The parliamentary catering facilities of Bellamy’s include a bar known as Pickwicks or 3.2 (due to its position in the building on the third floor and second corridor), Copperfield's café, and the Member's and Member's and Guests restaurants.
This just doesn't fit. It sends all the wrong messages and promotes the use of alcohol as a normal part of the business of politics and governance.
The older female MPs seem to revel in having abolished the smoking and billiards room and the male culture that went along with it, but no-one of either gender or age seems to have a problem with alcohol being at the heart of the sphere of national decision-making. How odd to have accepted this as normal...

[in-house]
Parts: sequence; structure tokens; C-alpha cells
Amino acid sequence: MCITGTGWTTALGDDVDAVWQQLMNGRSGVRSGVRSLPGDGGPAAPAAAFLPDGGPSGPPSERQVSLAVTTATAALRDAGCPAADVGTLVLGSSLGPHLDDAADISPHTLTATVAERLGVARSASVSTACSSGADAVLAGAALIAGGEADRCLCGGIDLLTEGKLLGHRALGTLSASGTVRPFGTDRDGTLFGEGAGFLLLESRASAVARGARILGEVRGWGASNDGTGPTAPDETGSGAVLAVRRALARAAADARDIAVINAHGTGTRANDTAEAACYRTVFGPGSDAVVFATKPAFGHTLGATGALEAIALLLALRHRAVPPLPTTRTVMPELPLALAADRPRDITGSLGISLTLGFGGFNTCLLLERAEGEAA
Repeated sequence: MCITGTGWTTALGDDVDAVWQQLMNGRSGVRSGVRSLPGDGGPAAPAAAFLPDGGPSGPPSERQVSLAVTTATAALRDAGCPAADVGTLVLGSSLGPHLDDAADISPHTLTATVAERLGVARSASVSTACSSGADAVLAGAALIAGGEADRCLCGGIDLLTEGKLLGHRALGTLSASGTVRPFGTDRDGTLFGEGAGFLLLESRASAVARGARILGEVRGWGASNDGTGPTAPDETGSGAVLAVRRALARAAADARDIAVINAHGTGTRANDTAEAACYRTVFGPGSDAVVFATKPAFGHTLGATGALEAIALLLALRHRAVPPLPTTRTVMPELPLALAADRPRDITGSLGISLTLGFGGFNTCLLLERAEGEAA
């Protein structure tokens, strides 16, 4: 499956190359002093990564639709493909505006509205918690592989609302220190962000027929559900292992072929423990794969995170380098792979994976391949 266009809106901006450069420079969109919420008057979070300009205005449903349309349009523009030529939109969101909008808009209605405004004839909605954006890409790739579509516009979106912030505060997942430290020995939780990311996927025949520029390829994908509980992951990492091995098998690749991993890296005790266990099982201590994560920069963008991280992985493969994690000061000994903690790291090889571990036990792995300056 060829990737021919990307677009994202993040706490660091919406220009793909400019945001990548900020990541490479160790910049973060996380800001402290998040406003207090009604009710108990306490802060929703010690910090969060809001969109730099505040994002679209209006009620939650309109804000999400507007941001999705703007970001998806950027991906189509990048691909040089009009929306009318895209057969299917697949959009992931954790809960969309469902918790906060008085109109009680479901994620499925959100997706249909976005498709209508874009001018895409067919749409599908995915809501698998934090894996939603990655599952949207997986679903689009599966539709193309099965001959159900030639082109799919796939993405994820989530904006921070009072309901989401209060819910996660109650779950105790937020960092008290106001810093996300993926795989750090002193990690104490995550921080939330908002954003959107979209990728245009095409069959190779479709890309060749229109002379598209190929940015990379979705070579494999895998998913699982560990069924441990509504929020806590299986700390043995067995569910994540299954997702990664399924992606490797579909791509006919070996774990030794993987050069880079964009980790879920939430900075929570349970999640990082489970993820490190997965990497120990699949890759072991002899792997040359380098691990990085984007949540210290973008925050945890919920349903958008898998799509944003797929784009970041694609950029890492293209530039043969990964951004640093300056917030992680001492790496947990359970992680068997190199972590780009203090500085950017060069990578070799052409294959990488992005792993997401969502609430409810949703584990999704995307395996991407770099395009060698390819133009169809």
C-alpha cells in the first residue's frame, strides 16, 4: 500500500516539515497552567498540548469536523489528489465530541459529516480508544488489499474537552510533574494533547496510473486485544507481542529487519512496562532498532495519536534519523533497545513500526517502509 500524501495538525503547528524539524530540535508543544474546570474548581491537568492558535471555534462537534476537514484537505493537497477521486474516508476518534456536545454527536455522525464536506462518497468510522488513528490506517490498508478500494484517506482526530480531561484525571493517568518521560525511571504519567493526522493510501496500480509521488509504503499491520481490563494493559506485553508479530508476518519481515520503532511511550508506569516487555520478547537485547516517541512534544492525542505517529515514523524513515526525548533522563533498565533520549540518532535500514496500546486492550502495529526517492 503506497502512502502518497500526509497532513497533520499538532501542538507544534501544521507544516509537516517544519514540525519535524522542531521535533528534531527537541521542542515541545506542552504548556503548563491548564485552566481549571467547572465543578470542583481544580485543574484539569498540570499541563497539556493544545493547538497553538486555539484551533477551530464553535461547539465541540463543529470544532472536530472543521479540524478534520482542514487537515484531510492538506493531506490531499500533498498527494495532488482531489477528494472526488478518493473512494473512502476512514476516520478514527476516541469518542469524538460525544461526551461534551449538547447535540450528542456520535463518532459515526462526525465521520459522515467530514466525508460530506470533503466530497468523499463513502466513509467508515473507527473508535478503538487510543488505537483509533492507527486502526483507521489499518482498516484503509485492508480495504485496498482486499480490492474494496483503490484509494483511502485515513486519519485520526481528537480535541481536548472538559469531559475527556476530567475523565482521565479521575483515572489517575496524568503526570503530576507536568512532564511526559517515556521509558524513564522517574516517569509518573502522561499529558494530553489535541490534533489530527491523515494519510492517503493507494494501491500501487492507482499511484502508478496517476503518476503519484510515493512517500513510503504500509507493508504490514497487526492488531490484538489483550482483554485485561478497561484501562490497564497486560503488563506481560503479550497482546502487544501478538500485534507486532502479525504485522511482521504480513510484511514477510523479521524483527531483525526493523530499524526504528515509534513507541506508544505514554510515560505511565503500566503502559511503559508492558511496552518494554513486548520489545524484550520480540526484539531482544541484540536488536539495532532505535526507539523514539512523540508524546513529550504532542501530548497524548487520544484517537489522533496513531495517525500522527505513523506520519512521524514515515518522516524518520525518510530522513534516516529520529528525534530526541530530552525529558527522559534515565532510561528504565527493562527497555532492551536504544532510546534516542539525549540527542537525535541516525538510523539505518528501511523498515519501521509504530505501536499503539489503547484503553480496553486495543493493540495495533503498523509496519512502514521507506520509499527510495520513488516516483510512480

or is it?
The parliamentary boozer is exempt from the Sale of Liquor Act 1989
section 5 (3) Nothing in this Act applies to—
(d) any person who supplies, keeps for sale, or sells any liquor at the House of Representatives by the permission and under the control of the House of Representatives; or
This part also applies to the bars at NZ Police, the Fire Service and NZ defence force establishments that a free to sell alcohol how they want (ie. without normal accountability). But I note that if we go back we will find that in the fifth Act ever passed by the NZ Parliament (in 1854) the MPs - who at that early stage were all male, land-owning Pakeha - gave themselves that special right: